Thursday, August 11, 2016
Student Loan Forgiveness for School's Misleading, Deceitful, or Predatory Practices - DOEs Proposed Regulations
The purpose of the borrower defense regulation is to protect student loan borrowers from misleading, deceitful, and predatory practices of, and failures to fulfill contractual promises by, institutions participating in the Department's student aid programs. Most postsecondary institutions provide a high-quality education that equips students with new knowledge and skills and prepares them for their careers. However, when postsecondary institutions make false and misleading statements to students or prospective students about school or career outcomes or financing needed to pay for those programs, or fail to fulfill specific contractual promises regarding program offerings or educational services, student loan borrowers may be eligible for discharge of their Federal loans. Download DOE Proposed Regs for Student Loan Forgiveness
The proposed regulations would give students access to consistent, clear, fair, and transparent processes to seek debt relief; protect taxpayers by requiring that financially risky institutions are prepared to take responsibility for losses to the government for discharges of and repayments for Federal student loans; provide due process for students and institutions; and warn students, using plain language issued by the Department, about proprietary schools at which the typical student experiences poor loan repayment outcomes—defined in these proposed regulations as a proprietary school with a loan repayment rate that is less than or equal to zero percent, which means that the typical borrower has not paid down at least a dollar on his or her loans—so that students can make more informed enrollment and financing decisions.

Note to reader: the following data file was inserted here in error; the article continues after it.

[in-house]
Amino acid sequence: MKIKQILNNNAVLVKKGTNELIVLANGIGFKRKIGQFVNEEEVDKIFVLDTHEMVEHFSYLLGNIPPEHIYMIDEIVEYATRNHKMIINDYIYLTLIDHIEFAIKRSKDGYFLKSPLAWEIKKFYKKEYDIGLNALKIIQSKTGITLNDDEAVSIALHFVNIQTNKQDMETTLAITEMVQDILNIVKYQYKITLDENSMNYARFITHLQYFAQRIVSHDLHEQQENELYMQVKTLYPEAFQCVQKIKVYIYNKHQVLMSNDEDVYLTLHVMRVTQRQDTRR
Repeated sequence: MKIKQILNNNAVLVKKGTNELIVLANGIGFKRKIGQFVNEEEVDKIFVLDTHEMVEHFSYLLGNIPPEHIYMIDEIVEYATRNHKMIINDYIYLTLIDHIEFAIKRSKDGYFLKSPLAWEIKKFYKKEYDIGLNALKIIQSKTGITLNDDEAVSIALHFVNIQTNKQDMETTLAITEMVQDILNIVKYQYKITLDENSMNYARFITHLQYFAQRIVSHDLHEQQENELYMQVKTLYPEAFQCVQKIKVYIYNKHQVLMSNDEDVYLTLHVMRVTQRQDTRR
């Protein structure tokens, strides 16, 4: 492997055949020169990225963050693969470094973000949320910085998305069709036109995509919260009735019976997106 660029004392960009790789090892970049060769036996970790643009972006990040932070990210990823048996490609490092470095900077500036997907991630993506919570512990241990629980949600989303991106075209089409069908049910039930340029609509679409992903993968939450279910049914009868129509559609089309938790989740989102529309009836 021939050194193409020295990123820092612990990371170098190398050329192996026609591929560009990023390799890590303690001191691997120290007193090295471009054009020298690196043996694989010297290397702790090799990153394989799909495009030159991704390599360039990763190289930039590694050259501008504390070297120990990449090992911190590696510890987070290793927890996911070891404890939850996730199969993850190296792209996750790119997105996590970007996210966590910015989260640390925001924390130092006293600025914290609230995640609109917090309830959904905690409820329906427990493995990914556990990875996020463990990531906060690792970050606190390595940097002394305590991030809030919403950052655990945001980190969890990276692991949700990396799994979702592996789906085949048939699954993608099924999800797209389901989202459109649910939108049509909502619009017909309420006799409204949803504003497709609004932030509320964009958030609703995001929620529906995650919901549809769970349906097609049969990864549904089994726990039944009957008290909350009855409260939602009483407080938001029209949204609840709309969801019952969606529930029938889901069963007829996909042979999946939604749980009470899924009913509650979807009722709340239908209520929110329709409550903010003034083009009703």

The Department also proposes a regulation that would prohibit a school participating in the Direct Loan Program from requiring, through the use of contractual provisions or other agreements, arbitration to resolve claims brought by a borrower against the school that could also form the basis of a borrower defense under the Department's regulations. The proposed regulations also would prohibit a school participating in the Direct Loan Program from obtaining agreement, either in an arbitration agreement or in another form, that a borrower waive his or her right to initiate or participate in a class action lawsuit regarding such claims and from requiring students to engage in internal institutional complaint or grievance procedures before contacting accrediting or government agencies with authority over the school regarding such claims. The proposed regulations also would prohibit a school participating in the Direct Loan Program from requiring, through the use of contractual provisions or other agreements, arbitration to resolve claims brought by a borrower against the school that could also form the basis of a borrower defense under the Department's regulations. The proposed regulations would also impose certain notification and disclosure requirements on a school regarding claims that are voluntarily submitted to arbitration after a dispute has arisen.
Summary of the Major Provisions of This Regulatory Action: For the Direct Loan Program, we propose new regulations governing borrower defenses that would—
- Clarify that borrowers with loans first disbursed prior to July 1, 2017, may assert a defense to repayment under the current borrower defense State law standard;
- Establish a new Federal standard for borrower defenses, and limitation periods applicable to the claims asserted under that standard, for borrowers with loans first disbursed on or after July 1, 2017;
- Establish a process for the assertion and resolution of borrower defense claims made by individuals;
- Establish a process for group borrower defense claims with respect to both open and closed schools, including the conditions under which the Secretary may allow a claim to proceed without receiving an application;
- Provide for remedial actions the Secretary may take to collect losses arising out of successful borrower defense claims for which an institution is liable; and